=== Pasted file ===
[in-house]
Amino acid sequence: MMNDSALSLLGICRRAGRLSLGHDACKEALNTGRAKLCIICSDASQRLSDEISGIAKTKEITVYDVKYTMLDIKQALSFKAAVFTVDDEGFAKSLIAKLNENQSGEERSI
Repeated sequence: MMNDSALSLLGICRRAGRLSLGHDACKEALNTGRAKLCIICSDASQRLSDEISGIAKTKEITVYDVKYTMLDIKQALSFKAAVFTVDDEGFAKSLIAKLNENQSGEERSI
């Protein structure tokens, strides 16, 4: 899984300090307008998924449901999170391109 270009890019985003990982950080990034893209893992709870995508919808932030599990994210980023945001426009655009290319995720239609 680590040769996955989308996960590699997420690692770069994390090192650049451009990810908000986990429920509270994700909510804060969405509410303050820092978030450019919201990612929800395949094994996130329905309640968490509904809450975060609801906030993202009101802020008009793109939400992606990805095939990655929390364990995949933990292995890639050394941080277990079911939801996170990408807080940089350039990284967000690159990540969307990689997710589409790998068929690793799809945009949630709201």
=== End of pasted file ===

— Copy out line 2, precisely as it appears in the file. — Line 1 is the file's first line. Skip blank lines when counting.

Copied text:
Amino acid sequence: MMNDSALSLLGICRRAGRLSLGHDACKEALNTGRAKLCIICSDASQRLSDEISGIAKTKEITVYDVKYTMLDIKQALSFKAAVFTVDDEGFAKSLIAKLNENQSGEERSI